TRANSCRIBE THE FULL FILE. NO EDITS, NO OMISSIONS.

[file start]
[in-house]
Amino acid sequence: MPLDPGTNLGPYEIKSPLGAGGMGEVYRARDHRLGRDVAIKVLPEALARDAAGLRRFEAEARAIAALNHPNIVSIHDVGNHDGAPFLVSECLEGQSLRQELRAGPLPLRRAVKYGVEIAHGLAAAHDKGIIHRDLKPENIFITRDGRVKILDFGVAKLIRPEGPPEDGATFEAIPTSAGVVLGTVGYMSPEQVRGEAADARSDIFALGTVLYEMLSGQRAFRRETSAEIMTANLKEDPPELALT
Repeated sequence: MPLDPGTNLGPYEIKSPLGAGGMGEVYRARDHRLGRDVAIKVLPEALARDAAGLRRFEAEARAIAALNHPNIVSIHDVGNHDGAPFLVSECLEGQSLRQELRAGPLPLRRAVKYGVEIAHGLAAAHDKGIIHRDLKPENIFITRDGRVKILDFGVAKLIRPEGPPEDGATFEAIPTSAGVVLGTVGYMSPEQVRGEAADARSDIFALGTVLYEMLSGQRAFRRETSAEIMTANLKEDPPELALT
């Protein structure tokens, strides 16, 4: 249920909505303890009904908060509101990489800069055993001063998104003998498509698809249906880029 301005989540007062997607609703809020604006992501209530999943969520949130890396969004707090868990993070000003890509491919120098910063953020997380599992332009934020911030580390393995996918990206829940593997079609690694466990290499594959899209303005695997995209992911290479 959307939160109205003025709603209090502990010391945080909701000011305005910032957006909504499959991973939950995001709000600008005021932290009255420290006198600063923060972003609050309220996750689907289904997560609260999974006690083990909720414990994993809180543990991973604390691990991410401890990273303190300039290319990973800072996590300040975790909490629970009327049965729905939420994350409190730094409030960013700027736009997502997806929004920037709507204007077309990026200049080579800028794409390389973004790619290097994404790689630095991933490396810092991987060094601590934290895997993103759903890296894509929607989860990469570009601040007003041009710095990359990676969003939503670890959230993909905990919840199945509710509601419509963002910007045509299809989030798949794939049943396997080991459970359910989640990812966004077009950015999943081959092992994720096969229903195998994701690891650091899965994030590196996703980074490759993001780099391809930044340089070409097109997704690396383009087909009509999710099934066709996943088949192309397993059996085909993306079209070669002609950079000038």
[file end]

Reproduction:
[in-house]
Amino acid sequence: MPLDPGTNLGPYEIKSPLGAGGMGEVYRARDHRLGRDVAIKVLPEALARDAAGLRRFEAEARAIAALNHPNIVSIHDVGNHDGAPFLVSECLEGQSLRQELRAGPLPLRRAVKYGVEIAHGLAAAHDKGIIHRDLKPENIFITRDGRVKILDFGVAKLIRPEGPPEDGATFEAIPTSAGVVLGTVGYMSPEQVRGEAADARSDIFALGTVLYEMLSGQRAFRRETSAEIMTANLKEDPPELALT
Repeated sequence: MPLDPGTNLGPYEIKSPLGAGGMGEVYRARDHRLGRDVAIKVLPEALARDAAGLRRFEAEARAIAALNHPNIVSIHDVGNHDGAPFLVSECLEGQSLRQELRAGPLPLRRAVKYGVEIAHGLAAAHDKGIIHRDLKPENIFITRDGRVKILDFGVAKLIRPEGPPEDGATFEAIPTSAGVVLGTVGYMSPEQVRGEAADARSDIFALGTVLYEMLSGQRAFRRETSAEIMTANLKEDPPELALT
């Protein structure tokens, strides 16, 4: 249920909505303890009904908060509101990489800069055993001063998104003998498509698809249906880029 301005989540007062997607609703809020604006992501209530999943969520949130890396969004707090868990993070000003890509491919120098910063953020997380599992332009934020911030580390393995996918990206829940593997079609690694466990290499594959899209303005695997995209992911290479 959307939160109205003025709603209090502990010391945080909701000011305005910032957006909504499959991973939950995001709000600008005021932290009255420290006198600063923060972003609050309220996750689907289904997560609260999974006690083990909720414990994993809180543990991973604390691990991410401890990273303190300039290319990973800072996590300040975790909490629970009327049965729905939420994350409190730094409030960013700027736009997502997806929004920037709507204007077309990026200049080579800028794409390389973004790619290097994404790689630095991933490396810092991987060094601590934290895997993103759903890296894509929607989860990469570009601040007003041009710095990359990676969003939503670890959230993909905990919840199945509710509601419509963002910007045509299809989030798949794939049943396997080991459970359910989640990812966004077009950015999943081959092992994720096969229903195998994701690891650091899965994030590196996703980074490759993001780099391809930044340089070409097109997704690396383009087909009509999710099934066709996943088949192309397993059996085909993306079209070669002609950079000038």